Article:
Students, faculty react to new TSUS policy banning tobacco use
Published: Tuesday, June 12, 2012
Updated: Saturday, June 23, 2012 23:06
A new campus-wide tobacco policy has been put into effect that prohibits the use of all tobacco products on Sam Houston State University grounds.
The policy went into effect June 1 and bans the use of cigarettes, cigars, pipes, smokeless tobacco and all other tobacco products, and applies to all students, faculty, staff, employees of contractors and visitors of SHSU.
According to the policy, prohibited areas include classrooms,offices, restrooms, meeting rooms, indoor or open-air athletic facilities (including Bowers Stadium, Baseball/Softball Stadiums and Bernard G. Johnson Coliseum), performance halls, and all other spaces in university-owned or leased buildings or vehicles.
In compliance with the policy, the circumstances and places in which tobacco may be used are:
- By artists or actors who participate in authorized performances that require tobacco products as a part of the artistic production.
- Participants in academic research projects involving tobacco products are exempt from this tobacco policy if approved by the institutional review board on human subjects and the provost and vice president for Academic Affairs.
- At the Raven Nest Golf and Gibbs Ranch facilities.
Everyone will be able to smoke in personal vehicle
According to an email sent by President Dana Gibson, “the policy has been implemented to be in compliance with The Texas State University System Board of Regents Rules and Regulations[.]“
In case of a violation of the policy, it is stated within that “the observer should report the violation to the appropriate management official which may include persons such as supervisors, program coordinators, directors, vice presidents, professors, department chairs, deans, residence hall directors, building liaisons, or university police.”
The consequences for the policy seem rather lax.
“Violators will be asked to stop,” Deputy Chief James Fitch of the University Police Department said. “It’s not a law, it’s a policy violation. They’re not going to receive a citation or go to jail.”
If a violator continues to use a tobacco product the result is similar.
“If it’s a student violating they will be advised to their dean of students,” Fitch said. “If it’s faculty or staff they will be referred to their department head.”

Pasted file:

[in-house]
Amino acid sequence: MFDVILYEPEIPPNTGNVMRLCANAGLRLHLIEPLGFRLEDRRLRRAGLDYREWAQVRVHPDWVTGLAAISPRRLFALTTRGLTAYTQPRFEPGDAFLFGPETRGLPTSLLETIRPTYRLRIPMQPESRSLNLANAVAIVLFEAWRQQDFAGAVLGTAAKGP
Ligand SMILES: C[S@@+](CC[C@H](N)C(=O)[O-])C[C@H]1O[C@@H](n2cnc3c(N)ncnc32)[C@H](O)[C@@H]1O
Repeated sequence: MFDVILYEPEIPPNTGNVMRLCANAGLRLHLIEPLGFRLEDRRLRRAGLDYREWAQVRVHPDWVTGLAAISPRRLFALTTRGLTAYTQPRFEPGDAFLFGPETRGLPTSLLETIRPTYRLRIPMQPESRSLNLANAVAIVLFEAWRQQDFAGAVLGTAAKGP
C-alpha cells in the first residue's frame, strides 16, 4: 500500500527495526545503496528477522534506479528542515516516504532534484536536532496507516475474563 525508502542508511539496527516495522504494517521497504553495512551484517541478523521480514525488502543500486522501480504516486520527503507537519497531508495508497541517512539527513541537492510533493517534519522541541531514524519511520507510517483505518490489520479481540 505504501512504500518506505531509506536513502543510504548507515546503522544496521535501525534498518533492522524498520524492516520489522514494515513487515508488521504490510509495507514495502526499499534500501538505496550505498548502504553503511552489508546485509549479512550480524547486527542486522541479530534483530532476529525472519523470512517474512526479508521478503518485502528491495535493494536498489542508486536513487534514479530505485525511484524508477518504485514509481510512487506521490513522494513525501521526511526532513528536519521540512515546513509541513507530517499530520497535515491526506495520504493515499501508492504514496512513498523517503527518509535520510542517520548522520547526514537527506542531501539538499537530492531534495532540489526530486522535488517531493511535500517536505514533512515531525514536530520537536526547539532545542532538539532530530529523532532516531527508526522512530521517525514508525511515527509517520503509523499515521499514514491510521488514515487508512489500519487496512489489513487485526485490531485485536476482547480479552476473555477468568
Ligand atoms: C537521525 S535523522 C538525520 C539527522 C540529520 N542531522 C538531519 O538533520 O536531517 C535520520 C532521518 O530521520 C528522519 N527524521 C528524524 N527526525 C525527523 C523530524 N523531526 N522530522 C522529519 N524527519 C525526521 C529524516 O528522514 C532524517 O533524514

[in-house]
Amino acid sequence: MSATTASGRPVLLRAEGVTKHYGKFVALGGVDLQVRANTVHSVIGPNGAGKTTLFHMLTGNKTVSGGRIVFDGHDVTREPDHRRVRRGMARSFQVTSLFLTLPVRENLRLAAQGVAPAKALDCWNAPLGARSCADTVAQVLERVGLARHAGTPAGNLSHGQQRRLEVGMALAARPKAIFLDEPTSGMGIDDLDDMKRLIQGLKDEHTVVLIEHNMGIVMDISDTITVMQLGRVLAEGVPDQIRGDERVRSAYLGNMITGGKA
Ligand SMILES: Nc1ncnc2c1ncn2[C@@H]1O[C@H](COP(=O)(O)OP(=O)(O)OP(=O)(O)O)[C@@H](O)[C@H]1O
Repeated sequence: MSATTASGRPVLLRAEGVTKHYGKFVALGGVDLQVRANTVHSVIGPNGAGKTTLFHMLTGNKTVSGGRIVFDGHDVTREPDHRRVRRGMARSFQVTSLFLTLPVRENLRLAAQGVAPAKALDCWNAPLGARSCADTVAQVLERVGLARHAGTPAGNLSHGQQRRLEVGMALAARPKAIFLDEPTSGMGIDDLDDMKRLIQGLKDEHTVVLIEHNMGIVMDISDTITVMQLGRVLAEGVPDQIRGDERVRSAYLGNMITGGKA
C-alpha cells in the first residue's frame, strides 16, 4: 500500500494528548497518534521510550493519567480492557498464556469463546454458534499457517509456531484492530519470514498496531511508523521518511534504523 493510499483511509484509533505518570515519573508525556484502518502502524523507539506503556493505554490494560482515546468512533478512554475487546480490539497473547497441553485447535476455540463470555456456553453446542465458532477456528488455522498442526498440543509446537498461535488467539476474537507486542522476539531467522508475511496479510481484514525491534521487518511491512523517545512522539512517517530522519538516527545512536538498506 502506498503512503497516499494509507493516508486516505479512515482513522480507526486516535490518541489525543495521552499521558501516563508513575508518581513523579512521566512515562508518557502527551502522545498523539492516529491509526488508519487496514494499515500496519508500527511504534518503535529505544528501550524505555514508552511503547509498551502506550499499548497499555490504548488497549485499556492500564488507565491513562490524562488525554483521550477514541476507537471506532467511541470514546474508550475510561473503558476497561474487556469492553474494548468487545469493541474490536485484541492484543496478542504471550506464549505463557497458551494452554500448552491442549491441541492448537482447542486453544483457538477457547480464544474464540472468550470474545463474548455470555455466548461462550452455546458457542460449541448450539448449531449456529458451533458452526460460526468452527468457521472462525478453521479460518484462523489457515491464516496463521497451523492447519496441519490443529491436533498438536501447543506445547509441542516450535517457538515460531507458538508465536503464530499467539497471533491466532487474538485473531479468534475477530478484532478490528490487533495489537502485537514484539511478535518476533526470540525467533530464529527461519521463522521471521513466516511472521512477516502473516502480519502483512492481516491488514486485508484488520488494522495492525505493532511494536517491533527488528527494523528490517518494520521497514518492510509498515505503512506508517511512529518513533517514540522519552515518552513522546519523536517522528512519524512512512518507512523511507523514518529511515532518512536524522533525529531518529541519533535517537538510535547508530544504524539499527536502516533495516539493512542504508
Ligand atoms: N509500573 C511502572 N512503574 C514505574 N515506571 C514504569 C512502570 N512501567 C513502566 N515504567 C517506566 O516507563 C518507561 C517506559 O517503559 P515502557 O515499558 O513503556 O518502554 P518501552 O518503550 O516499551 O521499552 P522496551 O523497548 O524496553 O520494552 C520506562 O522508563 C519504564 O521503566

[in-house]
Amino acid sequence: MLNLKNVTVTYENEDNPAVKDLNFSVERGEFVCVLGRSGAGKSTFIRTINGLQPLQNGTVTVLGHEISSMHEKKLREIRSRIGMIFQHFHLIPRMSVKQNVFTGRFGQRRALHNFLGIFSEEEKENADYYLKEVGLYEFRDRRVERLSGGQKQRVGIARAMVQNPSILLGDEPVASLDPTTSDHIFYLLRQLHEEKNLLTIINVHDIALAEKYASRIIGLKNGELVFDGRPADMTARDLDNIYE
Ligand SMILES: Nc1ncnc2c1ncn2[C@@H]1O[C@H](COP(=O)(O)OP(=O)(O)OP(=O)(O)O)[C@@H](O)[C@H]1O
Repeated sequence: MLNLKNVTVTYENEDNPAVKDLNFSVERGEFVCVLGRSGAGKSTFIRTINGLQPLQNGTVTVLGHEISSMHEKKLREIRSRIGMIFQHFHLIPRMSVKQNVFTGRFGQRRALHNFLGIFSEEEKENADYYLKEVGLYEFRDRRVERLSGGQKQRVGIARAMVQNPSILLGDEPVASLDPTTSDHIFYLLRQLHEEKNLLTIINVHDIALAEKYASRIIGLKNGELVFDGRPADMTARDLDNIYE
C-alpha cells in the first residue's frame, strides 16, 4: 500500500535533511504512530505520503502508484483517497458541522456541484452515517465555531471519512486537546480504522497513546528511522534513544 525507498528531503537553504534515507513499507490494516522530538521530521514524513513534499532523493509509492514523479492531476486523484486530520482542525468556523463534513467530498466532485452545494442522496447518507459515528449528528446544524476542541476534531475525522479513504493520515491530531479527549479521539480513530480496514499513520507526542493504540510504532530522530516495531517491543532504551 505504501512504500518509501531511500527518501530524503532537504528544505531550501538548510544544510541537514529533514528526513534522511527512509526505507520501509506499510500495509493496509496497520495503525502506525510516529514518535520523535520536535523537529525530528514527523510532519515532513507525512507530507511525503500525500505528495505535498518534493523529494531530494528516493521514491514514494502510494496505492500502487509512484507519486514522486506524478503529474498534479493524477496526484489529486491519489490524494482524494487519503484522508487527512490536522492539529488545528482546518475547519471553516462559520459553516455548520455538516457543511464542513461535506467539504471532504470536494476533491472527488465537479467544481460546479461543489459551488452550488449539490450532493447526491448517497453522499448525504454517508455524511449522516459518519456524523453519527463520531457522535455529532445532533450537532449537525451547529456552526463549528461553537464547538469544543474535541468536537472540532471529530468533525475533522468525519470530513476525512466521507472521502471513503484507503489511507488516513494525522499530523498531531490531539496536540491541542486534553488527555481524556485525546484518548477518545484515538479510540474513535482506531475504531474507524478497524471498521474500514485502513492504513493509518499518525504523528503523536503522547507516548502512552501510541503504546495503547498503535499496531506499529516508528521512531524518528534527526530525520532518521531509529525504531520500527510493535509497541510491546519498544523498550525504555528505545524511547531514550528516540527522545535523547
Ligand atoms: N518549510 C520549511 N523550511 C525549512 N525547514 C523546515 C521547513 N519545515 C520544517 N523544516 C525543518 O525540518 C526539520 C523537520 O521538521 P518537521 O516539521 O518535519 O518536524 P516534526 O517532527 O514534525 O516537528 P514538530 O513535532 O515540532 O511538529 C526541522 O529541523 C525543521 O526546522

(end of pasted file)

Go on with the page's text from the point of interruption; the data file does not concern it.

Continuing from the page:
The policy itself states, “if the violator refuses to adhere to this policy, the observer should report the violation to the appropriate management official which may include persons such as supervisors, program coordinators, directors, vice presidents, professors, department chairs, deans, residence hall directors, building liaisons, or university police.”
Members of the Faculty Senate seem bothered by their role of inclusion in reprimanding offenders.
“There was general concern about enforcement and whether or not faculty would be responsible” according to Faculty Senate minutes from November. “It was recommended that ‘professors’ be removed from the list as to whom one should report smokers.”
One Faculty Senate member expressed their discontent because of the newly added responsibility of the policy.
“I'm incredibly annoyed that the policy states that professors will be one of the groups of people "policing" the campus,” commented Sheryl Murphy-Manley, Ph. D, on Facebook. “The Faculty Senate explicitly asked the upper administration to take this out of the policy, and they didn't.”
The meeting’s minutes described that the purpose of the policy was to “save money on insurance since allowing tobacco use on the campus implied that ‘everyone’ on campus smoked and insurance premiums would be based on this assumption. This increased premium could perhaps be double what it is currently. If the new Smoke-Free Campus Policy is not implemented, the faculty may have to pay the difference in the higher premium.”
Smoke-free rather than tobacco-free seems more fitting to students. Many commented about how many smoke is what bothers them, rather than smokeless tobacco.
“I’m okay with the policy,” senior mass communication major Jessica Smith said. “I’m happy as long as I’m not breathing in secondhand smoke.”
SHSU is the last of the eight schools in the Texas State University System to implement a tobacco policy.
Other universities in Texas have tobacco policies, including UT at Austin and Texas A&M. UT’s policy is totally tobacco-free as of April in adherence to Cancer Prevention and Research Institute of Texas (CPRIT) policy. CPRIT grants money to UT, and the university would have lost some of the funding without compliance. A&M is a smoke-free, not tobacco-free.
When asked if SHSU would be looking to receive grants and award money form CPRIT, Julia May, the Associate Director of Communications and
Public Information Officer, said that it’s possible that the university will look into getting these types of funding in the future.
Students have varied opinion regarding the tobacco policy.
“I think it’s ridiculous,” senior management major Kevin Shaver said. “I don’t think smoking outside is going to hurt anybody.”